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Injury severity scores are critical tools used to inform hospital administrative decisions, monitor patient outcomes, and evaluate the quality of patient care. Scores developed and used in high-income countries have historically been resource intensive, requiring expensive diagnostic tests and complex calculations. While some studies have validated these scores for use in LMICs, performance in these contexts tends to be poorer than in HICs.

 

In response to these shortcomings, the Kampala Trauma Score (KTS) was developed in Uganda in 1996 (and later published in 2000) by Olive Kobusingye of the Injury Control Centre-Uganda and Ronald Lett of the Canadian Network for International Surgery. The KTS app (soon to be released) is a new android app that will automate the score's calculation, reducing the burden on data collectors or clinicians to calculate the score by hand.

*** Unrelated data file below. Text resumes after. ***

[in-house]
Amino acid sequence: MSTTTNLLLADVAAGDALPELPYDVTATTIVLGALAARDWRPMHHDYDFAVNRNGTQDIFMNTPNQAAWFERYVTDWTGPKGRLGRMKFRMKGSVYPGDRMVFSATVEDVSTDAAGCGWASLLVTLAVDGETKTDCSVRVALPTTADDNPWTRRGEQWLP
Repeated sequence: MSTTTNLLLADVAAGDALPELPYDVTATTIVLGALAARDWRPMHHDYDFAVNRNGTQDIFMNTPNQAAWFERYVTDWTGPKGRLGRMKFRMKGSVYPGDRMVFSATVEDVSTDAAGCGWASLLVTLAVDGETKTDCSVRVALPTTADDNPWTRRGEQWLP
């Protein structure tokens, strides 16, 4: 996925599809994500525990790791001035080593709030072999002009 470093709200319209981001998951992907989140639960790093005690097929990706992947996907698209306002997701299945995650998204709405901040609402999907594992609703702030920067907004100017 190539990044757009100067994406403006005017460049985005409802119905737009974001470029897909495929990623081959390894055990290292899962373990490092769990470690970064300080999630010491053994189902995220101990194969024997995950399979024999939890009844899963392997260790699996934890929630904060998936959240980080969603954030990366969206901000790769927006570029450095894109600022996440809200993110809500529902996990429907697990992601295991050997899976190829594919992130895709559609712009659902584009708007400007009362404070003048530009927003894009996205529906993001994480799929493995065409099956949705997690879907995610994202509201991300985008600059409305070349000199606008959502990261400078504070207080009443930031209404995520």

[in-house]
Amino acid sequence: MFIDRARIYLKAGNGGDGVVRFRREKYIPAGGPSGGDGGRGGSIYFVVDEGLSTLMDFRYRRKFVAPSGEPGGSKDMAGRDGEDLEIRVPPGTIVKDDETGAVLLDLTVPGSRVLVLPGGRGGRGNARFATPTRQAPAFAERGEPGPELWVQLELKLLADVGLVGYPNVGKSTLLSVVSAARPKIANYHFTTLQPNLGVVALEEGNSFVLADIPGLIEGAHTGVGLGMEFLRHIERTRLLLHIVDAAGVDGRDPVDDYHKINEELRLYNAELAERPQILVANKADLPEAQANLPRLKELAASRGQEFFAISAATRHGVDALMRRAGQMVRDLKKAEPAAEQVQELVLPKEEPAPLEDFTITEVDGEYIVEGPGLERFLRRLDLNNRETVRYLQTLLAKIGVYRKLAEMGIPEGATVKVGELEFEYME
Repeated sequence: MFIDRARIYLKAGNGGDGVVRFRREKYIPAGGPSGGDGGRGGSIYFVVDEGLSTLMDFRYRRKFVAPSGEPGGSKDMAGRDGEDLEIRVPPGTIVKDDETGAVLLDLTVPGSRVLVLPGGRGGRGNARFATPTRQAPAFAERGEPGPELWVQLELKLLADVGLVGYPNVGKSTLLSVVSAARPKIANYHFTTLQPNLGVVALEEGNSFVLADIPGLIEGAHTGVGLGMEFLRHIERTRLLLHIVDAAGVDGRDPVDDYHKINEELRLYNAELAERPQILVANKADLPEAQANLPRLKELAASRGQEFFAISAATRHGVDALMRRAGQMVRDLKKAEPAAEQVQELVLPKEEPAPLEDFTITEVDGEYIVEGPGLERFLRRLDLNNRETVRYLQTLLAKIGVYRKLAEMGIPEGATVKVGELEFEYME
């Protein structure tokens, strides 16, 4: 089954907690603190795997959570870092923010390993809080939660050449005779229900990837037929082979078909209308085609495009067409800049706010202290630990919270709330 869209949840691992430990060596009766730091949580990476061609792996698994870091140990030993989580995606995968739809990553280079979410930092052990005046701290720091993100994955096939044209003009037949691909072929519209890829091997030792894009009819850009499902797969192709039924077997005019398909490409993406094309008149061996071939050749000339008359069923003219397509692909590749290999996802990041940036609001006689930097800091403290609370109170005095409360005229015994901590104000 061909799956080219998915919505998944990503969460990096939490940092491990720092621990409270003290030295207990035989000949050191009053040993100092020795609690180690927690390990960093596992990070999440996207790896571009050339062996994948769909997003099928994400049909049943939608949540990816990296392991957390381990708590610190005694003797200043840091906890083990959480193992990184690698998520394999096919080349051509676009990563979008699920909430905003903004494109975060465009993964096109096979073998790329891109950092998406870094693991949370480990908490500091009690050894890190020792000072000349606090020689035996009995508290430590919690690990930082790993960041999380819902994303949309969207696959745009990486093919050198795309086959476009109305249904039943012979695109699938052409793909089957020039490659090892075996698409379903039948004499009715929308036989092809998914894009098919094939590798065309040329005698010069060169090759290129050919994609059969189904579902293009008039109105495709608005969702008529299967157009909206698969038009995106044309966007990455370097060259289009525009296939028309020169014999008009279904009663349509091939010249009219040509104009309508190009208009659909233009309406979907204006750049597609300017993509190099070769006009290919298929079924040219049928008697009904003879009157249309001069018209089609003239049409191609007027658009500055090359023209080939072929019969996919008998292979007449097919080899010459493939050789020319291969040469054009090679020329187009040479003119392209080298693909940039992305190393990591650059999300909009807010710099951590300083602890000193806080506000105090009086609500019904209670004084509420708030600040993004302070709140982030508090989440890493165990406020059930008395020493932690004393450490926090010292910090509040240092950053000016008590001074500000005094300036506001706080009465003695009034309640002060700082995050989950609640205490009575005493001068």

The KTS is composed of 5 components: age, number of serious injuries, respiratory rate, systolic blood pressure and neurological status, shown below on a screenshot of the KTS calculator. Each of these components are straightforward, and can be reliably collected in most resource-constrained settings. More importantly, the inclusion of 'number of serious injuries' here eliminates the need for expensive diagnostic equipment that numerous other injury severity scores require. 

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